Might sound crazy, but it made a big difference. It didn't totally eliminate the problem, but it definately made a very noticable improvement fairly quickly. Can't say that it would have made a lasting improvement though because a hellacious ice storm pretty much devastaed the whole garden this past winter.
Either way, it's cheap, it's easy and organic, and it seemed to work really well during the growing season. So just take it for what it's worth and good luck with it all. I plan to do the same thing this year when I replant what Old Man Winter destroyed. :)
<none>clipped on: 03.29.2009 at 09:02 pm last updated on: 03.29.2009 at 09:02 pm
Container Soils - Water Movement & Retention V
A thread similar to this has been posted four other times. Each of the other postings have reached the maximum allowable - 150 replies. I would like to preface this post by saying that over the last few years, the thread & subject has garnered a fair amount of attention, evidenced by the many, many e-mails I find in my in-box, and has been a wonderful catalyst in the forging of new friendships and in increasing my list of acquaintances with similar growing interests. I welcome these individual exchanges, which alone are enough to make me hope the subject continues to pique interest and curiosity. Not an afterthought - I should add that there is equal satisfaction in the knowledge that some of the information provided in good-spirited exchange might be making a significant difference in some growers' success or satisfaction.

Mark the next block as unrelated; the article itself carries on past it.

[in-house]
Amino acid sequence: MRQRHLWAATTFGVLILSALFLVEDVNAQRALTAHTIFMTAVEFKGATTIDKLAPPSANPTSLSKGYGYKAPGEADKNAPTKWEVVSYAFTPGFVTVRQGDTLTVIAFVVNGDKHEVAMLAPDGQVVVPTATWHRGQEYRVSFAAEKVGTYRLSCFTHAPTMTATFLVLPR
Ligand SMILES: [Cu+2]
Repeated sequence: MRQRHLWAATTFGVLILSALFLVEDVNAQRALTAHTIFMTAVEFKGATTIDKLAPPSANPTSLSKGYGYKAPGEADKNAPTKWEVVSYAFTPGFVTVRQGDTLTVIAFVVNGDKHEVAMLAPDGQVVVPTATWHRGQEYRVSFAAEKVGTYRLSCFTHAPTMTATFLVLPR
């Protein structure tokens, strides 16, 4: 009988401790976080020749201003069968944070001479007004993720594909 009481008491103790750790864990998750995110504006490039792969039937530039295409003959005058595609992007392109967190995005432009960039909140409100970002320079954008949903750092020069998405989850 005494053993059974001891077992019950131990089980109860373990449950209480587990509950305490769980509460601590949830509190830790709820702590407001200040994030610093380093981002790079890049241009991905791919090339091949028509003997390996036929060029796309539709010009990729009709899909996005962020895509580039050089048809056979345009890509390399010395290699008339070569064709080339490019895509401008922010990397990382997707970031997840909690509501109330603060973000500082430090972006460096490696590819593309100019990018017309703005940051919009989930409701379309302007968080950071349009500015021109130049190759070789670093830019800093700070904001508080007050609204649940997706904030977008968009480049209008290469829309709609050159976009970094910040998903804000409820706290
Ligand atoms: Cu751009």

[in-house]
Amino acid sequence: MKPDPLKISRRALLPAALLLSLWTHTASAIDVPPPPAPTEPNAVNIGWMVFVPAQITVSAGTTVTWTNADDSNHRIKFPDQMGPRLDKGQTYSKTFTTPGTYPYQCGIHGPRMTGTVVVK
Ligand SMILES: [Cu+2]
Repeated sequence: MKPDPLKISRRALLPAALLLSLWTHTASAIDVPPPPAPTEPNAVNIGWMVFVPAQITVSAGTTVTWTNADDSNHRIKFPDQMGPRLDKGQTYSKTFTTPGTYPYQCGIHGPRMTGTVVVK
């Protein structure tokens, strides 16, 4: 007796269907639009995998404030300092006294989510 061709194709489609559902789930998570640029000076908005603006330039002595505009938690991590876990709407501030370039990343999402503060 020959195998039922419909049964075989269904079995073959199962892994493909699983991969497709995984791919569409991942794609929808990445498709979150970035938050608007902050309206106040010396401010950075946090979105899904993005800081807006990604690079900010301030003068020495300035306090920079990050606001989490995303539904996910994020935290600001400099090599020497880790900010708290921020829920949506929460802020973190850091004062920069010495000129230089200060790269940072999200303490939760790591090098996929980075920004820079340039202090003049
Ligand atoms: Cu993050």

I'll provide links to the previous three threads at the end of what I have written. Thank you for looking into this subject - I hope that any/all who read it take something interesting and helpful from it. I know it's long, but I hope you find it worth the read.
Container Soils - Water Movement and Retention
A Discussion About Soils
A Discussion About Soils
As container gardeners, our first priority should be to insure the soils we use are adequately aerated for the life of the planting, or in the case of perennial material (trees, shrubs, garden perennials), from repot to repot. Soil aeration/drainage is the most important consideration in any container planting. Soil is the foundation that all container plantings are built on, and aeration is the cornerstone of that foundation. Since aeration and drainage are inversely linked to soil particle size, it makes good sense to try to find and use soils or primary components with particles larger than peat. That components retain their structure for extended periods is also extremely important. Pine and some other types of conifer bark fit the bill nicely and Ill talk more about them later.